I am the curator of a museum. We want to repaint a steam locomotive and tender. The steam locomotive was retired about 50 years ago. We have three issues to address. How can we get paints in the correct color? Which paints will preserve the units and provide long-term protection? How do we go about preparing for repainting the locomotive and tender? They will be spray painted. The units will be stored indoors. Volunteers will do the work. Can you help me to resolve these issues? M.A.
To find a source for painting materials, I suggest you contact paint suppliers in the areas where the parent railroad has erection and repair shops. Fifty years ago, paint companies used the "200 mile" rule. They sold and shipped paint within a 200-mile radius of their plants. As for the specific colors, this information is available from the parent railroad or its successors and from railroad historical societies. It is also possible that the original paint supplier may have archived the paint color in question. It may be hard to believe, but all steam locomotives and tenders were not painted black. For example, the Pennsylvania Railroad painted theirs using Dark Green Locomotive Enamel, which only looked black.
Surface preparation, which includes cleaning and pretreatment, is the most important step in any painting operation. For coatings to adhere, surfaces to be repainted must be free from oily soils, corrosion products, loose particulates, as well as blistering and flaking paint. Oily soils must be removed by cleaning using solvents or aqueous chemicals. After cleaning, pretreatments are applied to enhance coating adhesion and, in the case of metals, corrosion resistance. Metals are generally pretreated using conversion coatings, such as phosphates, chromates, and oxides to passivate their surfaces and provide corrosion resistance. Abrading to remove rust and corrosion products by media blasting, sanding and brushing is also a pretreatment. In repainting operations it is often necessary to remove blistering and flaking paints. Mechanical removal of these surface defects is also a pretreatment.
Oily soils can be removed by applying aqueous chemicals using a steam spray cleaner, hot water spray cleaner or power washer. Detergent and alkaline cleaners applied using steam cleaners is a well-known degreasing method. The impingement of the steam and the action of the chemicals will dissolve and flush away heavy greases and waxes. Hot water spray cleaning using chemicals is nearly as effective as steam cleaning. Power spray washers are more modern pieces of equipment that rely on higher fluid pressures and the resultant greater impingement to remove soils. Oily soils must be removed before any other surface pretreatment is attempted. Otherwise these soils may be spread over the surface. They can also contaminate abrasive cleaning media, tools, and residues for disposal.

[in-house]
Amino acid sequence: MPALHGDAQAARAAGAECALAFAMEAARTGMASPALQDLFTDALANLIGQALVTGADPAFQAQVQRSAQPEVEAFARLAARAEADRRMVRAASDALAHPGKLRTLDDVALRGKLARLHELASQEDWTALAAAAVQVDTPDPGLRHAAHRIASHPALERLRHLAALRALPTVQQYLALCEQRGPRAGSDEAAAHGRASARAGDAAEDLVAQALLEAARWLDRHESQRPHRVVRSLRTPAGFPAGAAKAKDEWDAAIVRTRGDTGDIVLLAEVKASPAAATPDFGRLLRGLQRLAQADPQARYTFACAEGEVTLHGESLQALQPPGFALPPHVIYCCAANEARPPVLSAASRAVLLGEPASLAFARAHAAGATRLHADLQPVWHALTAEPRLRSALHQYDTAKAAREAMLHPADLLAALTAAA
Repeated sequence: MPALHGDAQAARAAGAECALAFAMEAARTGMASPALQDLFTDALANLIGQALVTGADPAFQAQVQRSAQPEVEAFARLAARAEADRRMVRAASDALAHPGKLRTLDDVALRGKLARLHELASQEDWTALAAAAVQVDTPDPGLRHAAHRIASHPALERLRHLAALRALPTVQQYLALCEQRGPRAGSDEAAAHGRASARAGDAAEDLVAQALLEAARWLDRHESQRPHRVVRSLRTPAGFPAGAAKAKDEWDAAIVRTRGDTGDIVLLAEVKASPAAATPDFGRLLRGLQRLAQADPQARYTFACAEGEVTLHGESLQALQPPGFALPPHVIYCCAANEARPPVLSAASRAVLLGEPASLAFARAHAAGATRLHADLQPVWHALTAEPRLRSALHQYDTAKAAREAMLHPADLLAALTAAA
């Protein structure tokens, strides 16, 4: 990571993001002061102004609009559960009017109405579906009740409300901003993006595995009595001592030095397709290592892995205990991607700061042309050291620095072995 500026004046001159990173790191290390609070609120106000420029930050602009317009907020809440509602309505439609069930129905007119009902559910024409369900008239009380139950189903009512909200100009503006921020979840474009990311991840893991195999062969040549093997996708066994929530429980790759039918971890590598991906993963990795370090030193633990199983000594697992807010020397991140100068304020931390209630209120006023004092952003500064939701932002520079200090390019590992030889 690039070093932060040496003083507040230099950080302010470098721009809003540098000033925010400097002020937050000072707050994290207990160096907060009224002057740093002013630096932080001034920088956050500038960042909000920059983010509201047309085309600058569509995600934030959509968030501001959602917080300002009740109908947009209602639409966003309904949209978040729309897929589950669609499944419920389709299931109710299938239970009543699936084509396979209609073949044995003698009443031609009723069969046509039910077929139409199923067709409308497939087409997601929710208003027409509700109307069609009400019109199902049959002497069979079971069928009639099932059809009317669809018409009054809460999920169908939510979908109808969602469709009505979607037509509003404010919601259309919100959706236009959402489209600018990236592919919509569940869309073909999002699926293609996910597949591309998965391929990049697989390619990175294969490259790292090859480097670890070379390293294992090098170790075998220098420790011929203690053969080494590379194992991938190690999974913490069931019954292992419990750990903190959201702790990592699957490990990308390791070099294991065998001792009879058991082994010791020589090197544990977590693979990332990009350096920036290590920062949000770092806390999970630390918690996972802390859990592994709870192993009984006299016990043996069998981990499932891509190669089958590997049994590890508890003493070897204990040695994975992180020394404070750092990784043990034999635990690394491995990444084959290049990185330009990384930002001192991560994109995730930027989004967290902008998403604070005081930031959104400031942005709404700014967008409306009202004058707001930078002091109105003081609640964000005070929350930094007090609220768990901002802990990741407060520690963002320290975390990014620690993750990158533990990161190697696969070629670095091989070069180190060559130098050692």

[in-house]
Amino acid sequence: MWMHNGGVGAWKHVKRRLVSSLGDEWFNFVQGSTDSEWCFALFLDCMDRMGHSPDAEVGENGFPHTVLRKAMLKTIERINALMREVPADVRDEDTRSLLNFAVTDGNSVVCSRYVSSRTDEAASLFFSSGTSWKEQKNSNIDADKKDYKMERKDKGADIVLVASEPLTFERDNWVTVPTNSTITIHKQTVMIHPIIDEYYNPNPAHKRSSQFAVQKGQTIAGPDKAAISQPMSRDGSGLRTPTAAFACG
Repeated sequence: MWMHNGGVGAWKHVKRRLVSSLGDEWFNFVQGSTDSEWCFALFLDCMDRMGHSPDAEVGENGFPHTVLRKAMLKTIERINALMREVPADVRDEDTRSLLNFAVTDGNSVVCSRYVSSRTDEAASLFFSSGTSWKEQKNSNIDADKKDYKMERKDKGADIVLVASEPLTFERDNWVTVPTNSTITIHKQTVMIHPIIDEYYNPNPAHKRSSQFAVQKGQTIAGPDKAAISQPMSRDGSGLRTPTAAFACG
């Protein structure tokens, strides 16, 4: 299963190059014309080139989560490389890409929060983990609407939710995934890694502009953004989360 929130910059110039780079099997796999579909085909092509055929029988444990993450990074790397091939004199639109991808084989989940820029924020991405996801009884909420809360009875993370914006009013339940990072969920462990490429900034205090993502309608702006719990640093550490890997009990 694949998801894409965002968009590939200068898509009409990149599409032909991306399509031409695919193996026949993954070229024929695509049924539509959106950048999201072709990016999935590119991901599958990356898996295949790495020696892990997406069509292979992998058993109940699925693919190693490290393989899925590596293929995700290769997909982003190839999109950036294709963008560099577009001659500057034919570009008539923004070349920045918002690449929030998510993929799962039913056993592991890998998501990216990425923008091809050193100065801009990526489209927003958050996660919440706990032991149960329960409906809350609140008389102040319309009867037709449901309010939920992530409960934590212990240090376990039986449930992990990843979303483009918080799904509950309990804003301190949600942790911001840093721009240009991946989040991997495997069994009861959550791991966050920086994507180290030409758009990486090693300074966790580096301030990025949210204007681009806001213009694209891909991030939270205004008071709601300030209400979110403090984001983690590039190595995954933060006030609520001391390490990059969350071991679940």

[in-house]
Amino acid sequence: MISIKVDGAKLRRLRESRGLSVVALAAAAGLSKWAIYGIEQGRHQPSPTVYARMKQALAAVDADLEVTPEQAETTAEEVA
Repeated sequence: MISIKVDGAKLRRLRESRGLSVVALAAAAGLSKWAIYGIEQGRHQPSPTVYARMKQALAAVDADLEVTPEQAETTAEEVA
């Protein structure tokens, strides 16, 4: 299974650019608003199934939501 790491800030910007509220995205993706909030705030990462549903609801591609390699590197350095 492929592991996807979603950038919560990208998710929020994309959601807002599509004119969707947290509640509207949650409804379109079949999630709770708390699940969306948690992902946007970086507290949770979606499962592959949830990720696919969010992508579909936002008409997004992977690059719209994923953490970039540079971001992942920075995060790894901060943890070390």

Loose and flaking rust and corrosion products must be removed by scraping or chipping prior to other pretreatments. Abrasive cleaning will remove adherent rust and corrosion products, and for this reason it is also considered a pretreatment, because the impingement of blasting media and the action of abrasive pads and brushes roughen the substrate and therefore enhance adhesion. Because of the possible fragile nature of locomotive and tender sheet metal, care must be taken to prevent warping and perforation of the sheet metal.
Blistered and flaking paint must be removed to prevent failure of the newly applied finish system. They are best removed manually using a putty knife or chipping tool.
Spot priming of bare metal must be done within an hour of abrading to protect it from corrosion. Bare metal that has been pretreated with a conversion coating must also be spot primed. A shop primer, such as a modified medium oil alkyd, that is compatible with the existing paints on the locomotive and tender and with available topcoats is recommended. The shop primer should be applied to all bare spots at a dry film thickness (DFT) of 2 mils (0.002 inch).
The prime coat, using the aforementioned shop primer, must be applied to all surfaces of the locomotive and tender to be repainted before application of any topcoats. This will ensure compatibility of the subsequent topcoats with the existing finish system. The primer should be applied to the entire locomotive and tender at a DFT of 2 mils (0.002 in).
Cosmetic repair of locomotive and tender surfaces to remove dings and dents can be done after spot priming and before full priming using automotive quality body putty, if necessary.
The topcoat of a finish system is not only decorative, it also provides overall environmental protection to the painted surface. It is recommended that a two-component polyurethane be applied to fully primed locomotive and tender to be repainted. It should be applied at a DFT of 1.5-2 mils.
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